An advertisement for a trip to Yellowstone National Park

The Cooperative Baptist Fellowship cried foul over two news stories in Baptist Press questioning the way the moderate breakaway group counts churches and criticizing CBF-supported theology schools.

One Friday story in the Southern Baptist Convention news service quoted scholars who termed the CBF’s method of computing membership “disingenuous,” misleading and a violation of local-church autonomy.

Another accused 14 theology schools that receive partial funding from CBF of deviant teaching. One SBC seminary professor said “the disaster of the CBF’s seminaries and divinity schools” make it unlikely the movement will survive.

Both stories written by Greg Tomlin, who has covered CBF General Assembly meetings for Baptist Press for several years, quoted a CBF spokesman as declining to comment.

A Tuesday statement on the CBF Web site, however, responded by calling the BP stories “mean spirited” and “unchristian.”

“This latest series of Baptist Press stories maligning the Fellowship is tragic and perplexing,” the statement said. “Why does Baptist Press feel compelled to publish stories that criticize and defame a fellow Baptist body?”

CBF leaders said such stories were “the modus operandi” of the SBC for a number of years, but it had recently ceased until last week’s stories. “It’s unfortunate that the cessation in this hurtful rhetoric appears to have been temporary,” the statement said. “It no doubt grieves our Lord to see a body that claims Christ as its guiding light choose to verbally abuse Christian brothers and sisters as they simply seek to live out their calling to a hurting and dying world.”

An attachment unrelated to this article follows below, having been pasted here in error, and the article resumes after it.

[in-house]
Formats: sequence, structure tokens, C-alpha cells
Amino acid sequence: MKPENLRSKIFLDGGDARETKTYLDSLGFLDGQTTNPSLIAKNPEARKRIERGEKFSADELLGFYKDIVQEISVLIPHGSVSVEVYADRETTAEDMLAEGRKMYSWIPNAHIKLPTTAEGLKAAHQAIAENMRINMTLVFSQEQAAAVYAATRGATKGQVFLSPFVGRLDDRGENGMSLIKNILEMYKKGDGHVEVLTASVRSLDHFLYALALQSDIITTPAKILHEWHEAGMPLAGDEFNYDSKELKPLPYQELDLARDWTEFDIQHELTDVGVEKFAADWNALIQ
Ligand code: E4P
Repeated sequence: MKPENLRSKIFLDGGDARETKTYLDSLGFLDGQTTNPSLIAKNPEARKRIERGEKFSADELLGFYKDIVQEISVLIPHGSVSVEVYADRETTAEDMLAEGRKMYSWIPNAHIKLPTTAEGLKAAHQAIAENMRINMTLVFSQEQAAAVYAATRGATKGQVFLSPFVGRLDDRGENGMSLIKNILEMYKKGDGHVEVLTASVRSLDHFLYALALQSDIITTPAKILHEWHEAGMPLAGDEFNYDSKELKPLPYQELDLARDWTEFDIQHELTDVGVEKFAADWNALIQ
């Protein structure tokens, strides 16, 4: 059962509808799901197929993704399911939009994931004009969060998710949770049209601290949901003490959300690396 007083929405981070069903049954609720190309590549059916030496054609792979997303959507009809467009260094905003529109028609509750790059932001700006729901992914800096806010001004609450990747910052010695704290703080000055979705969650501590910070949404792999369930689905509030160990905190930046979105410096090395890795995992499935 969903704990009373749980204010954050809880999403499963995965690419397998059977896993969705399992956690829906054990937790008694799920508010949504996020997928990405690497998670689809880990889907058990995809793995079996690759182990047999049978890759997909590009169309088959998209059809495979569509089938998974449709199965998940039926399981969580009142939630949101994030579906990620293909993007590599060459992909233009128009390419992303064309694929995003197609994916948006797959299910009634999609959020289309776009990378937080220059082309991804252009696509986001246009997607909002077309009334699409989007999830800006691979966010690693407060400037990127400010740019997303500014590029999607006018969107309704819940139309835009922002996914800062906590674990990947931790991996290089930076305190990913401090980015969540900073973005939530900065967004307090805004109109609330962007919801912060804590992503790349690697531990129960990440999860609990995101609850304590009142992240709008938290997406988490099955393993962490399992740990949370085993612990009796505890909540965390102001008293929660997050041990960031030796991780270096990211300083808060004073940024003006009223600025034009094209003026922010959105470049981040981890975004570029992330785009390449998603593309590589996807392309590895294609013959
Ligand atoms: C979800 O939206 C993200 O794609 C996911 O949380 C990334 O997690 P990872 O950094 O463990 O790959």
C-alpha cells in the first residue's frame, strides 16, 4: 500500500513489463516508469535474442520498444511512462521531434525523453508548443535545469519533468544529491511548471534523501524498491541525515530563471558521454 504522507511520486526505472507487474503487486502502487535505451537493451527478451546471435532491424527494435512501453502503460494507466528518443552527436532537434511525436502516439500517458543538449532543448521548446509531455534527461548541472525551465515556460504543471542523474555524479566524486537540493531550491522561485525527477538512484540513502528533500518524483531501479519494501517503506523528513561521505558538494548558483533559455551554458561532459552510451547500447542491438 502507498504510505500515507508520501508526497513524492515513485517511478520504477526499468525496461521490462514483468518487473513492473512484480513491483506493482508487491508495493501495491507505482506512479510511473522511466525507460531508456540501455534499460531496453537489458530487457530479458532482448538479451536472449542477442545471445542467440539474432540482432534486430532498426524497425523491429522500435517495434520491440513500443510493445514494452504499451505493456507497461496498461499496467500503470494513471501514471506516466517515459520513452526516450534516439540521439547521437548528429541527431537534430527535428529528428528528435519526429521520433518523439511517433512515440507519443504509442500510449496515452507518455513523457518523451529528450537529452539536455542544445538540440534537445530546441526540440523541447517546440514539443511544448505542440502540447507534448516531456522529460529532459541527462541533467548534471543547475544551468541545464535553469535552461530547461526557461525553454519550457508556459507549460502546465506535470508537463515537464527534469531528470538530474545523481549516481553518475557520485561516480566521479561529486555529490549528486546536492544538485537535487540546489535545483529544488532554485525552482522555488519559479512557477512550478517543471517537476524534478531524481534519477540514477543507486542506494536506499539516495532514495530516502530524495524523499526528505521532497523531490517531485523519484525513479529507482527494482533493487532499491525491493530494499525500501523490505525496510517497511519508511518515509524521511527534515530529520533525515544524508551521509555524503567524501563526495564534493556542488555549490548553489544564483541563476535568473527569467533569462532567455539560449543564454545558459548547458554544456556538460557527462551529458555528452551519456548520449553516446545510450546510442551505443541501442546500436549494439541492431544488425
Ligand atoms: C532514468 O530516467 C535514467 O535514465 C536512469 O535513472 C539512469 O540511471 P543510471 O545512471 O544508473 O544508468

Unlike the SBC, which each year conducts a detailed count of denominational statistics, the CBF defines membership by contribution. For purposes of record keeping, CBF counts the number of contributing churches on a five-quarter system. A total of 1,954 churches have contributed to CBF since April 1, 2005, according to Joel McLendon, CBF development specialist.

CBF bylaws define members as “Baptist churches and the members thereof and individual Baptists who contribute annually to the ministries and operations of the Fellowship.”

“So, if a church sends us a dollar we count that church and its members as part of our membership,” Ben McDade, coordinator of communications and resource development, told EthicsDaily.com.

McLendon said based on the available data, the 1,954 current contributing churches have a combined membership of a little more than 700,000. That is the membership figure for CBF in the Baptist World Alliance report on member bodies and statistics as of June 2, 2006.

In addition to churches, McLendon said, 4,064 individuals have contributed directly to the CBF since April 2005.

SBC seminary professors quoted by Baptist Press claimed CBF’s method of counting inflates membership numbers and bypasses the local church by allowing CBF, and not the congregation, to decide its members.

“I am personally acquainted with several churches which have a single member or a small group of members who contribute personally to the CBF, and by virtue of their gifts the church is counted as a CBF church,” said Steve Lemke, provost at New Orleans Baptist Theological Seminary. “In these churches, it distresses the larger group of members when they see their church counted as a CBF church, especially when CBF is not even a budget item in their church budget.”

Charles Deweese, executive director of the Baptist History and Heritage Society, told EthicsDaily.com the Baptist Press story reflects “narrow-minded understandings of Baptist theology and polity.”

CBF designations of cooperating churches “do not affect the autonomy of local churches in any fashion,” Deweese said.